Amherst-Wiliams Meet

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    • #12955
      Morecowbell
      Member

      OK so the meet of the year to date is this Saturday at Pratt Pool at Amherst.
      Any thoughts out there?
      This meet is one week later than usual so I’m curious to see what shape the teams are in.
      I think Amherst Women make it two in a row in a very close meet. And no surprise, the Williams Men are too deep and should beat a surprisingly good Amherst team.

    • #42922
      Nescacfan
      Member

      While the Amherst men have improved this year, they still lack Williams’ strength and depth. Watch for Amherst’s Witske battling Williams FY Wampler in the 100 free and Witske versus Chris Millen or Norman Scott in the 200 Free and Amherst FY Colby battling it out for wins in the longer 500 and 1000 freestyle events with Williams FY Roberson. Williams has the strength in both the fly with Scott, Wentworth-Ping and Millen and breast with Felker and Bonewell. The back may more competitive as Williams’ Bullitt, Blum and McDonald battle Amherst’s Wascom Fitzgerald. Scott and Millen are also possible contenders in the back events. They would be favorites. Millen is the clear favorite in the 200 IM.

      The meet will be kept reasonably close by Amherst’s performance in the diving by Boyd, Bookman, and Brown transfer, Robinson. In his first Amherst meet against Hamilton last Saturday, Robinson scored 317 in the 3M and 295 in the 1M diving events.

    • #42923
      Morecowbell
      Member

      Amherst-Williams Women’s meet was just as close as people thought as Amherst beat Williams for the second straight year. It came down to the final Relay which Amherst won. It was a tight exciting duel of exceptional talent. Sasser broke three pool records, freshman Kendra Stern broke two records and there were numerous national qualifying times established from both teams.
      The Williams men took 1-2 in the opening relay and never looked back. Williams swimmers Norman Scott (200 Fly) Ben Wampler(50 Free) and Tyler Bonewell (200 Breast) broke Pratt records during the meet. Amhert’s Christian Witzke (200 Free) and Tad Holmchick (50/100 Free) paced the Jeffs and Amherst was helped by a very strong performance from new diver Kai Robinson.

    • #42924
      Nescacfan
      Member

      @Morecowbell wrote:

      Amherst-Williams Women’s meet was just as close as people thought as Amherst beat Williams for the second straight year. It came down to the final Relay which Amherst won. It was a tight exciting duel of exceptional talent. Sasser broke three pool records, freshman Kendra Stern broke two records and there were numerous national qualifying times established from both teams.The Williams men took 1-2 in the opening relay and never looked back. Williams swimmers Norman Scott (200 Fly) Ben Wampler(50 Free) and Tyler Bonewell (200 Breast) broke Pratt records during the meet. Amhert’s Christian Witzke (200 Free) and Tad Holmchick (50/100 Free) paced the Jeffs and Amherst was helped by a very strong performance from new diver Kai Robinson.

      Do you think FY Wampler will break 20.50 by the end of the season?   He swam a 21.15 in the Amherst dual meet.

    • #42925
      Colbybr
      Member

      @Nescacfan wrote:

      @Morecowbell wrote:

      Amherst-Williams Women’s meet was just as close as people thought as Amherst beat Williams for the second straight year. It came down to the final Relay which Amherst won. It was a tight exciting duel of exceptional talent. Sasser broke three pool records, freshman Kendra Stern broke two records and there were numerous national qualifying times established from both teams.The Williams men took 1-2 in the opening relay and never looked back. Williams swimmers Norman Scott (200 Fly) Ben Wampler(50 Free) and Tyler Bonewell (200 Breast) broke Pratt records during the meet. Amhert’s Christian Witzke (200 Free) and Tad Holmchick (50/100 Free) paced the Jeffs and Amherst was helped by a very strong performance from new diver Kai Robinson.

      Do you think FY Wampler will break 20.50 by the end of the season? He swam a 21.15 in the Amherst dual meet.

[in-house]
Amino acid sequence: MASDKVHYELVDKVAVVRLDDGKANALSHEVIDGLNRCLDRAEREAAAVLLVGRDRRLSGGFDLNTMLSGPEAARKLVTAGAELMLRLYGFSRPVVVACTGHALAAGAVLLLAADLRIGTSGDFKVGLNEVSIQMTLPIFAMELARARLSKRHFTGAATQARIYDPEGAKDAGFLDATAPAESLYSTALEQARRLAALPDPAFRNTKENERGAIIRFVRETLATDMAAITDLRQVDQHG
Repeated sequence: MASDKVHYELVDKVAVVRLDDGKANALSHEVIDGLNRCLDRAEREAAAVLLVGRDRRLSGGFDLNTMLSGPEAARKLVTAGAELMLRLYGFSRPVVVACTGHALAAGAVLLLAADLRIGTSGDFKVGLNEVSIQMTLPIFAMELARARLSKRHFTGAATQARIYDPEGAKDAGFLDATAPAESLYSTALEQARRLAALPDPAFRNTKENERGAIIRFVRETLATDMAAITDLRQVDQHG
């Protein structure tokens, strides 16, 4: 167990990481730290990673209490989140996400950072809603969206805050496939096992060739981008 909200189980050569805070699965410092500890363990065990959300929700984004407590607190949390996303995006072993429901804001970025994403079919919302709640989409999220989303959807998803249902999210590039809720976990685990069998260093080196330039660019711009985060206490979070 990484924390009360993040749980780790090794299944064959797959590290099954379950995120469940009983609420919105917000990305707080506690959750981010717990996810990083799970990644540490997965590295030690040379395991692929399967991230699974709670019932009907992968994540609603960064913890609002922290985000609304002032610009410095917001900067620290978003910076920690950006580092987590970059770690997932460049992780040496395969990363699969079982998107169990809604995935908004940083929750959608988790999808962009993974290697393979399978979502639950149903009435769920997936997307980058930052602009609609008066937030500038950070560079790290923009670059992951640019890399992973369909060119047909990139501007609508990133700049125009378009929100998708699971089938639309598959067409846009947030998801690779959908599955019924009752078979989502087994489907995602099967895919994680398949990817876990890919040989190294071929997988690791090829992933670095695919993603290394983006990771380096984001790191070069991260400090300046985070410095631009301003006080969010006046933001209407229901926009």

I predict Wampler somewhere in the 20.7-20.8 range.

    • #42926
      Nescacfan
      Member

      @Morecowbell wrote:

      Amherst-Williams Women’s meet was just as close as people thought as Amherst beat Williams for the second straight year. It came down to the final Relay which Amherst won. It was a tight exciting duel of exceptional talent. Sasser broke three pool records, freshman Kendra Stern broke two records and there were numerous national qualifying times established from both teams.
      The Williams men took 1-2 in the opening relay and never looked back. Williams swimmers Norman Scott (200 Fly) Ben Wampler(50 Free) and Tyler Bonewell (200 Breast) broke Pratt records during the meet. Amhert’s Christian Witzke (200 Free) and Tad Holmchick (50/100 Free) paced the Jeffs and Amherst was helped by a very strong performance from new diver Kai Robinson.

      The chances are quite good of Kendra Stern owning the the two sprint freestyle NESCAC records after swimming the 50 free [23.67] and 100 free[51.35] in a mid-season dual meet The NESCAC record times, currently owned by Conn College’s Kate Kovenock, are 23.32 and 50.64. I also think the 200 free record of 1:50.32 held by Kendra’s sister, Meaghan, is at risk.

    • #42927
      griz
      Member

      How about Stormin’ Norman? He must be training pretty hard to be going as fast as he is. He’s got near the top time in the 200 fly and I would think he hasn’t really “tapered” like most of the other guys with similar times…

    • #42928
      Nescacfan
      Member

      @griz wrote:

      How about Stormin’ Norman? He must be training pretty hard to be going as fast as he is. He’s got near the top time in the 200 fly and I would think he hasn’t really “tapered” like most of the other guys with similar times…

      The same goes for Sasser in the 100 back, 200 back and 200 IM.

    • #42929
      Colbybr
      Member

      @griz wrote:

      How about Stormin’ Norman? He must be training pretty hard to be going as fast as he is. He’s got near the top time in the 200 fly and I would think he hasn’t really “tapered” like most of the other guys with similar times…

      Hard to predict. Last year was obviously a great year for Norman. He performed great at the end of the season and won a national title. His freshmen year, if you remember, he was 1:52 even earlier in the season and did not drop any lower than 1:51 at the end of the season. I think last year is more likely but dont expect him to taper to 1:47-48 in the 200 fly

    • #42930
      swim5599
      Member

      Scott is a helluva flyer. I could see him pop off 1:48 high at the end of the year.

    • #42931
      griz
      Member

      @Colbybr wrote: